Hermosa Measure O lines

Voters in Hermosa Beach faced long lines waiting to cast their ballots for Measure O in March 2015. It was the only item on the ballot. Kiwanis Club Hall on Valley Drive. 

Almost two years to the day voters in Hermosa Beach shot down oil drilling by an 80-20 percent margin, the more than three-decade issue has officially come to an end.

Hermosa Beach Mayor Hany Fangary announced Tuesday the city and E&B Natural Resources Management Corp. reached an agreement that settles all outstanding claims. The $1.5 million settlement, which comes out of the city's general fund, eliminates any potential for oil drilling by E&B.

“The certainty about not having to worry about oil drilling, I think, will be very comforting to our community … I think for the 80 percent who voted (against) Measure O, it gives them a comfort level with this kind of settlement that they achieved what they voted for in 2015,” Fangary said.

Not only does the settlement permanently eliminate E&B's drilling and mineral rights in the city, it relinquishes all permits and approvals for oil drilling, including road agreements, city and school lot leases, and state approvals, and E&B cannot make any future monetary claims against the city pertaining to the oil project.

“This settlement, achieved through compromise over conflict, reflects the hard work and goodwill of everyone involved,” said E&B President Steve Layton, in a statement. “As a resident of the community, I am happy that the city and E&B were able to resolve our remaining differences, allowing each side to accomplish their basic objectives.”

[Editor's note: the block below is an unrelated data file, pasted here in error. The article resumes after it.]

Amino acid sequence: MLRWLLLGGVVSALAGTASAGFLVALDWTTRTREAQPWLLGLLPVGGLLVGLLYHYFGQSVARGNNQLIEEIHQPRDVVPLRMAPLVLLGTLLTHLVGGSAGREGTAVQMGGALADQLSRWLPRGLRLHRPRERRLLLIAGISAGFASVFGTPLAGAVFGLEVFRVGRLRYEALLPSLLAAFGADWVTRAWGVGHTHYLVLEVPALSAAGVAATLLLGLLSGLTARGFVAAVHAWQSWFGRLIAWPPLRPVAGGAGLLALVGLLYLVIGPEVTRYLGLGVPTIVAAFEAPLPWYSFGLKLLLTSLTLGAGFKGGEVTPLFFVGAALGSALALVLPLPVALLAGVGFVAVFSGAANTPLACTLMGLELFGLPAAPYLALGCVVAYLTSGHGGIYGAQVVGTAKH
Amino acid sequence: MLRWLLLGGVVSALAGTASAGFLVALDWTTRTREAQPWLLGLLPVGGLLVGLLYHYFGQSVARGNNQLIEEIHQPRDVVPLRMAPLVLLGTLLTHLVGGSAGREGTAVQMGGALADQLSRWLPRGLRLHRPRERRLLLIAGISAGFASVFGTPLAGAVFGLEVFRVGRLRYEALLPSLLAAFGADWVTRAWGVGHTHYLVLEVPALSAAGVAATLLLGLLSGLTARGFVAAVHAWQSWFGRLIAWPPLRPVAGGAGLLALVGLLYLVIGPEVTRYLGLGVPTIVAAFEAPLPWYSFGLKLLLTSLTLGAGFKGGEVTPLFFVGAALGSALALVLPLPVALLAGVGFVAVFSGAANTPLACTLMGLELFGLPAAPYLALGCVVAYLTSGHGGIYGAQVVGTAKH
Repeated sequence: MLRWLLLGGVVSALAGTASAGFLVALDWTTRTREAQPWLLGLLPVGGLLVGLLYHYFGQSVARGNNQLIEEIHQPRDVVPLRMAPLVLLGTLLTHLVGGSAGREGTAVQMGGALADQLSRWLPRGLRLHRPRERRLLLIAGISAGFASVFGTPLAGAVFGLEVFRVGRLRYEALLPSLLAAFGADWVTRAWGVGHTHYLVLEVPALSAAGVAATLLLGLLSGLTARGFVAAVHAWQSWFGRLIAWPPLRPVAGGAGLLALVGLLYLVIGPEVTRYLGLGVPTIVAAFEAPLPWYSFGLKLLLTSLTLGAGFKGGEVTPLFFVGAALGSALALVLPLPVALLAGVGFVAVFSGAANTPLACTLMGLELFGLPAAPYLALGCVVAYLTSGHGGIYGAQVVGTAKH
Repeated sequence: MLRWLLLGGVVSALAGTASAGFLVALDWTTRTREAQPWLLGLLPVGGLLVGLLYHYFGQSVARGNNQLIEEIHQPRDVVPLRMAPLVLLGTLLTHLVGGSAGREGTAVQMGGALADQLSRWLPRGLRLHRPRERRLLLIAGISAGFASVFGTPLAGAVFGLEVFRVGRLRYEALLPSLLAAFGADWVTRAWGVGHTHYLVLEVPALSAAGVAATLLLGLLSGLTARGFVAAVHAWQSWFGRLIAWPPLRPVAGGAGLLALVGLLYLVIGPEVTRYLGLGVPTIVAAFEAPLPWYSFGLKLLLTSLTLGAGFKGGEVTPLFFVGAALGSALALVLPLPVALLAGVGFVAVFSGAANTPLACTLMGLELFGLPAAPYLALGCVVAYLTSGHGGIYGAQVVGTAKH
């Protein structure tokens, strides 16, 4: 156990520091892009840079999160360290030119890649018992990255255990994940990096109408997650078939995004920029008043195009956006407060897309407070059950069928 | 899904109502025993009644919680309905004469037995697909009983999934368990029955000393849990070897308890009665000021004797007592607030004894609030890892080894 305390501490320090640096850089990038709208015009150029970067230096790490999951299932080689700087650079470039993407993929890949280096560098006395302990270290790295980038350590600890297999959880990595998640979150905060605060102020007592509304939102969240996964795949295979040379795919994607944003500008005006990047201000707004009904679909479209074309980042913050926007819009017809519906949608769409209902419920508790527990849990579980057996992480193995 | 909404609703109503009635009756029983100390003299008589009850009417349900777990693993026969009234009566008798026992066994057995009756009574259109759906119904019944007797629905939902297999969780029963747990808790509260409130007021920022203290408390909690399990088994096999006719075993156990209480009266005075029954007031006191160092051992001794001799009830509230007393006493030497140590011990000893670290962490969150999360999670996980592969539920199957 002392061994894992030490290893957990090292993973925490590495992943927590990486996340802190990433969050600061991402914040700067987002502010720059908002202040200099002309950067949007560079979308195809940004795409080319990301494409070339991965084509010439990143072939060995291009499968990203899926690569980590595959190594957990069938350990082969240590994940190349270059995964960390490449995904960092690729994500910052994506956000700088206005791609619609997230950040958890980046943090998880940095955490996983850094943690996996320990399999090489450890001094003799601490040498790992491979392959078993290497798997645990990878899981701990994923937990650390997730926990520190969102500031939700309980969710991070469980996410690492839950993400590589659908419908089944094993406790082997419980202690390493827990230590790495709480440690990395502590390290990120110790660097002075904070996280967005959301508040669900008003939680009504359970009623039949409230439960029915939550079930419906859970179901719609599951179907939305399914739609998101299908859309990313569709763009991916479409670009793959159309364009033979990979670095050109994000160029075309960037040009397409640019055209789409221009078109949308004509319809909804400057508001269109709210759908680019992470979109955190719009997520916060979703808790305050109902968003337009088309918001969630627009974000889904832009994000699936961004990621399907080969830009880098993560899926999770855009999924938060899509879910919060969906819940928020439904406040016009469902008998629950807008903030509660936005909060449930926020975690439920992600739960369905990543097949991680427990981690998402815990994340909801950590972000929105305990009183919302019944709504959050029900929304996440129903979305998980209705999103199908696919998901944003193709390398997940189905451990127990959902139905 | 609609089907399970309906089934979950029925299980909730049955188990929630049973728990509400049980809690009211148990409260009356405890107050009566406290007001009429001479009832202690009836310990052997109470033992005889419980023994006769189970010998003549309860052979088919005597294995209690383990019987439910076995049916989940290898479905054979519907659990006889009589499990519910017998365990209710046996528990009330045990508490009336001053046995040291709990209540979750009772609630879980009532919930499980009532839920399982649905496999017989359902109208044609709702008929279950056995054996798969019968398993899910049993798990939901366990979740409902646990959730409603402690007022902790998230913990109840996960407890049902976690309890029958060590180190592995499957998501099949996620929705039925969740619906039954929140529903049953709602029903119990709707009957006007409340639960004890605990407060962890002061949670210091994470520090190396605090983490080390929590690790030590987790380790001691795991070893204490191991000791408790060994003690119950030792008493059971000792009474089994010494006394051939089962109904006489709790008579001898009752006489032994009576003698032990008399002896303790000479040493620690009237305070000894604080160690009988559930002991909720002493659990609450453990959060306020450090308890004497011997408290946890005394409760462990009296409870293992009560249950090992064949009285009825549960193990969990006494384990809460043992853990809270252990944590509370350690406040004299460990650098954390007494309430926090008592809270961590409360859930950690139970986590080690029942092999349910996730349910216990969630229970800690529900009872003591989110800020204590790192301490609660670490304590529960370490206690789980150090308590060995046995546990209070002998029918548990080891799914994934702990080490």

City Attorney Michael Jenkins and interim City Manager John Jalili agreed that the settlement was the best case scenario for the city.

“I've been here four or five months and the council has been consumed almost on a weekly basis ... on this issue,” Jalili.

Monetarily it was best decision, according to Marc E. Rohatiner, an attorney with Wolf, Rifkin, Shapiro, Schulman and Rabkin.

“We're familiar with the cost of litigation and how much time it takes,” Rohatiner said. “But I think the thing that should also be emphasized ... that even if we had gone to litigation and were 100 percent successful, there are aspects that the city obtained here such as E&B relinquishment of its claims of sub-surface mineral rights … that would not even have been achieved even if we were 100 percent successful in litigation. The settlement was pretty far reaching in that context.”

The prospect of oil drilling in Hermosa Beach has had a long and rocky road since 1984, when voters approved the removal of a ban in the city. When E&B wanted to drill in the city's maintenance yard, residents came out in force and voted 80-20 percent against Measure O in March 2015, which would have allowed E&B to drill.

Because Measure O was shot down, the city had to pay E&B $17.5 million, plus interest. That number came from a settlement with Macpherson Oil in 2012, where that company agreed to drop litigation against the city by granting E&B its drilling rights.

After the Measure O defeat, E&B planned to file a lawsuit against Hermosa Beach for interest that accrued after the company lost the vote to drill. According to their attorney, the city would have paid $3.5 million if voters had approved the project. Jenkins said at the time the city had paid $6 million to E&B in April 2015 and $11.5 million in August. The city also paid $247,151 in interest accrued from March 24 to Aug. 13.

“The claims on the interest alone that E&B advanced was more than double the amount of settlement we paid,” Fangary said. “Their claim was in excess of $3.5 million just for the interest alone."

The City Council voted unanimously to approve the settlement at a closed session meeting on February 28.

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